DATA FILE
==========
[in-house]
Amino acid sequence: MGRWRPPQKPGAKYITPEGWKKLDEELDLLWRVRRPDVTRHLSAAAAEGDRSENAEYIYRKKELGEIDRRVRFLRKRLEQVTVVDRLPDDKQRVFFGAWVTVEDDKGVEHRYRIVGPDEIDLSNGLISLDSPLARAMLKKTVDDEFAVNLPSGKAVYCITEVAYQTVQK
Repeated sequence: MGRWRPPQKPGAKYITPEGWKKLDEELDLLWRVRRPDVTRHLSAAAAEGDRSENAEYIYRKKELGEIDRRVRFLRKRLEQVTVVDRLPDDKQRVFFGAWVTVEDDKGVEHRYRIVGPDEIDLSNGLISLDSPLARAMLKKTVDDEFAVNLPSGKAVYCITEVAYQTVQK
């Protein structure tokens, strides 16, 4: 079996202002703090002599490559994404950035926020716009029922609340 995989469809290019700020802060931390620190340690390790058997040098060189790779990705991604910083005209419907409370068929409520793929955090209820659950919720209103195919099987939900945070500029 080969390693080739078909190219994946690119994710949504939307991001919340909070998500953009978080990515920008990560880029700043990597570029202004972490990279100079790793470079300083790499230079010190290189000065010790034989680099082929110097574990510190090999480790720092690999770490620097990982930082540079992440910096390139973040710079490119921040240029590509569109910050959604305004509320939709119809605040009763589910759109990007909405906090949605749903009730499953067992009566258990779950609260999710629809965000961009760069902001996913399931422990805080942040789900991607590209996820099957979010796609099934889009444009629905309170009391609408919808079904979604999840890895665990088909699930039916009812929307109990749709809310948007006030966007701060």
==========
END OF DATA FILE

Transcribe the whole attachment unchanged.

[in-house]
Amino acid sequence: MGRWRPPQKPGAKYITPEGWKKLDEELDLLWRVRRPDVTRHLSAAAAEGDRSENAEYIYRKKELGEIDRRVRFLRKRLEQVTVVDRLPDDKQRVFFGAWVTVEDDKGVEHRYRIVGPDEIDLSNGLISLDSPLARAMLKKTVDDEFAVNLPSGKAVYCITEVAYQTVQK
Repeated sequence: MGRWRPPQKPGAKYITPEGWKKLDEELDLLWRVRRPDVTRHLSAAAAEGDRSENAEYIYRKKELGEIDRRVRFLRKRLEQVTVVDRLPDDKQRVFFGAWVTVEDDKGVEHRYRIVGPDEIDLSNGLISLDSPLARAMLKKTVDDEFAVNLPSGKAVYCITEVAYQTVQK
């Protein structure tokens, strides 16, 4: 079996202002703090002599490559994404950035926020716009029922609340 995989469809290019700020802060931390620190340690390790058997040098060189790779990705991604910083005209419907409370068929409520793929955090209820659950919720209103195919099987939900945070500029 080969390693080739078909190219994946690119994710949504939307991001919340909070998500953009978080990515920008990560880029700043990597570029202004972490990279100079790793470079300083790499230079010190290189000065010790034989680099082929110097574990510190090999480790720092690999770490620097990982930082540079992440910096390139973040710079490119921040240029590509569109910050959604305004509320939709119809605040009763589910759109990007909405906090949605749903009730499953067992009566258990779950609260999710629809965000961009760069902001996913399931422990805080942040789900991607590209996820099957979010796609099934889009444009629905309170009391609408919808079904979604999840890895665990088909699930039916009812929307109990749709809310948007006030966007701060």